What is this thing, Therapy?
As I ease away from offering therapy myself, I am dazzled by the bright eyed, young clinicians coming into practice, brimming with their brilliant array of shiny, “evidence based” techniques and specialties. Their talk of, EMDR, DBT, TF-CBT, Hakomi, NLP, EFT, MBCT, MI, with all the power of acronym, is impressive, and intimidating.
I find myself feeling a little vague about what I have been doing in my own work for the past almost 30 years, and maybe even a tad embarrassed. What happened to the simpler model in which I was trained? The common factors model of my day which argued that, since research has not been able to establish different levels of effectiveness for different therapeutic theories or approaches (true), it must be the factors those approaches have in common that account for therapy’s effectiveness. Here we are talking about such things as positive regard, accurate empathy, but most importantly, the quality of therapeutic alliance, or more simply put, the relationship between client and therapist.
My model of therapy has been two humans in a quiet room putting their heads and hearts together to better understand and hopefully ease the angst of one of them in the context of care and respect.
I am not a therapy Luddite; I don’t resist technology or change. I love all the new and different models of conceptualization and application, and I want demonstrable change and improvement for you, our clients, as much as anyone. I also understand our profession has chosen to occupy an uneasy niche as a medical sub-specialty, when there is so much about it that bears little to no resemblance to medicine. And I remind you that even with the relatively simple administering of medication, we know the relationship between doctor and patient influences the effectiveness of that treatment.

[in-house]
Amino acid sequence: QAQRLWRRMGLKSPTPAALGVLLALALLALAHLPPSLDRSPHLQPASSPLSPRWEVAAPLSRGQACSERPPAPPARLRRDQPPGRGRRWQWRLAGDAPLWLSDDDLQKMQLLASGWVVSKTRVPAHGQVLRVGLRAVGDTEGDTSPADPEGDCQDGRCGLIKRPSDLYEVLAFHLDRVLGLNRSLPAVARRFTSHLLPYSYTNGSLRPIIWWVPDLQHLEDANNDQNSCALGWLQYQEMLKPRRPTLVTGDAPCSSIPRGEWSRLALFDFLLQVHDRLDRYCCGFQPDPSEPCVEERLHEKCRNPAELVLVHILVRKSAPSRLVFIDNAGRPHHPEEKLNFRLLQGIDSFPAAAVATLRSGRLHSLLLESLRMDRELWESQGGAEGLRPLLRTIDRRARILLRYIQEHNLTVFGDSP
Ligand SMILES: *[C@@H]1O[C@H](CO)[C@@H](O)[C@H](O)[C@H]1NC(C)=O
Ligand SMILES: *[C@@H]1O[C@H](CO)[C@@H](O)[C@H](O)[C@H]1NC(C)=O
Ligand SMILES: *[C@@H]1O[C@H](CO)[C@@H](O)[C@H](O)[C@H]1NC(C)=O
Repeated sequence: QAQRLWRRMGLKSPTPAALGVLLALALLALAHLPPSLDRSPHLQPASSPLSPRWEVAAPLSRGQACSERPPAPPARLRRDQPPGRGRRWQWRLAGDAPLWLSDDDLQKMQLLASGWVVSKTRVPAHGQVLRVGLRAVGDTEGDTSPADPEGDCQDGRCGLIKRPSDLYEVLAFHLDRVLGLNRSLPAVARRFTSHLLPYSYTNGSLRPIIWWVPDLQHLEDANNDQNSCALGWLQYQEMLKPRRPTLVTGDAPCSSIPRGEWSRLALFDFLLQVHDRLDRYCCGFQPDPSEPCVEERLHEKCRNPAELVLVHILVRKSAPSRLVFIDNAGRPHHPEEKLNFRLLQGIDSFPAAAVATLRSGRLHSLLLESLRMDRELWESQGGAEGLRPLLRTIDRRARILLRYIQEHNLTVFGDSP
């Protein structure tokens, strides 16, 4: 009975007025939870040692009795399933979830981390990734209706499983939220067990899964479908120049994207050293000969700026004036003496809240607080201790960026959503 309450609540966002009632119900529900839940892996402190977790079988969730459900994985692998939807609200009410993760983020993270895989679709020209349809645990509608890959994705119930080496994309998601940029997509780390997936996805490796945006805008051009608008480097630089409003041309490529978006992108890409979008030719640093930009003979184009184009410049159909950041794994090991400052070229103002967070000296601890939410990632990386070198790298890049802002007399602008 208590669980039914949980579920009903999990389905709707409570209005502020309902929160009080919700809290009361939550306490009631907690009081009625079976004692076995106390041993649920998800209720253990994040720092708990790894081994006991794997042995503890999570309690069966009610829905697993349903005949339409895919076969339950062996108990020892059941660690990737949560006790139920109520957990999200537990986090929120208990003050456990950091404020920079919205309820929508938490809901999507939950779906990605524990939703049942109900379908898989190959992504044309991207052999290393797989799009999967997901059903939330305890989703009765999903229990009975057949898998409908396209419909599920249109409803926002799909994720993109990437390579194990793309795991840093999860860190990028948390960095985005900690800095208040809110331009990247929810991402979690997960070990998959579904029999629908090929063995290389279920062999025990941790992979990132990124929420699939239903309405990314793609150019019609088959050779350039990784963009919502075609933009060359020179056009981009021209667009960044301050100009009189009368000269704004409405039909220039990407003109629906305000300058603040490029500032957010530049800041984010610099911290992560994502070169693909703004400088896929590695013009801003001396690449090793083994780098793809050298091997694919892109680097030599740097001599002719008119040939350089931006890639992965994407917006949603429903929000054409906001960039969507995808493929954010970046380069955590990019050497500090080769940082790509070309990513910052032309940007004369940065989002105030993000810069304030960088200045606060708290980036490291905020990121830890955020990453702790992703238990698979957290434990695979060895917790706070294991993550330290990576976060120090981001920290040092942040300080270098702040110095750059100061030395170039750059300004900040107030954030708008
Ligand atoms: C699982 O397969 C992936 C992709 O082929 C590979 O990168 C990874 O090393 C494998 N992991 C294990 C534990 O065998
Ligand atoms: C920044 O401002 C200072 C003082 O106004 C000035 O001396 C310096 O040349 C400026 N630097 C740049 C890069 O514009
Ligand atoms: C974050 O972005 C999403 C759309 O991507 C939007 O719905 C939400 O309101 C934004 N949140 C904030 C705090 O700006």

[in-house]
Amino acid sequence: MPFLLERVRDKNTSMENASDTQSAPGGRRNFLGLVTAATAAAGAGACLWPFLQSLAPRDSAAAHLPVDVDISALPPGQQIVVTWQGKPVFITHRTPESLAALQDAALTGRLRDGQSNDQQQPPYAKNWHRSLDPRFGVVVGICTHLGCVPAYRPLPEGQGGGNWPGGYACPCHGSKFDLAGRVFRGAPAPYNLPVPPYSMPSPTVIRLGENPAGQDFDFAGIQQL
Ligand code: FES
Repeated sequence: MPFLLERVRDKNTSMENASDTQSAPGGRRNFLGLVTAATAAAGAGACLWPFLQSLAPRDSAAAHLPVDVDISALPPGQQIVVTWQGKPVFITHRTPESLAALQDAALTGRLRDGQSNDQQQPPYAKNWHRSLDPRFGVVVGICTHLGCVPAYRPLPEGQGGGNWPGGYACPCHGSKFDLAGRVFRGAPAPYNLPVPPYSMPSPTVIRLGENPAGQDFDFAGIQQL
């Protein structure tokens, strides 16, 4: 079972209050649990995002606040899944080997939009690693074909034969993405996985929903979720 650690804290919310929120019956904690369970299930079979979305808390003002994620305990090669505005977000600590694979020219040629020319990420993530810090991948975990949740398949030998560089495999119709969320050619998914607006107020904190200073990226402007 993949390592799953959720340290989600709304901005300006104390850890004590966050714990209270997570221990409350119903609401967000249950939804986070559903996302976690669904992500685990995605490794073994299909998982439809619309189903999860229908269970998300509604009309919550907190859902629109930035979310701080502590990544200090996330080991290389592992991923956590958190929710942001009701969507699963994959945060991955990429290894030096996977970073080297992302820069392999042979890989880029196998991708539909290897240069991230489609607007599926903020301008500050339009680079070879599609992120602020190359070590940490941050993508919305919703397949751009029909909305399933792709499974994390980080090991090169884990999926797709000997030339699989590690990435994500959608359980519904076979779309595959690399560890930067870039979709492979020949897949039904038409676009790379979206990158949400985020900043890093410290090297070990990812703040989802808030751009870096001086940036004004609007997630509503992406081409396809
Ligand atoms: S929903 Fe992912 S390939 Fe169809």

So what makes therapy work? Is it the intervention? The interpretation? The processing with the light bar? Yes! And, beneath all the innovation, I am still convinced the instrument of change lies in the self of the therapist, and his or her willingness to form a relationship with you. It is Freud who first said therapy, “is, in essence, a cure through love.”
Research does show us that, while we can’t differentiate effectiveness among therapeutic approaches, we can, among individual therapists. Some therapists are consistently more effective than others, regardless of whether they are Behaviorists, Jungians, or use the principles of Gestalt. This completely jives with my experience.
Here in my group, I admire Beckie’s pyrotechnic language and facility with all manner of techniques, but I am certain that her instrument of healing is that big squishy heart that also leads her to adopt baby bunnies. I admire Andrew’s amazing accomplishments, and his mastery of all manner of skills, but I know his best work when allows his sweetness to show. I believe, and I hear from their clients, that it is Jody’s unfailing lack of judgement, Steve’s bone-deep kindness, and Amy’s utter faith in every human’s drive to evolve in a positive way that foster growth in their clients.
I hire therapists based on their ability to connect, so that whatever their form of treatment, you are covered by their ability to relate to you as the unique, complicated, precious, tender soul that you are. So I am proud to say that here at Westside, we have the best of all worlds. All of the cutting edge, innovative, research-supported therapy approaches, administered by individuals of high integrity and heart, who will approach you with genuine care.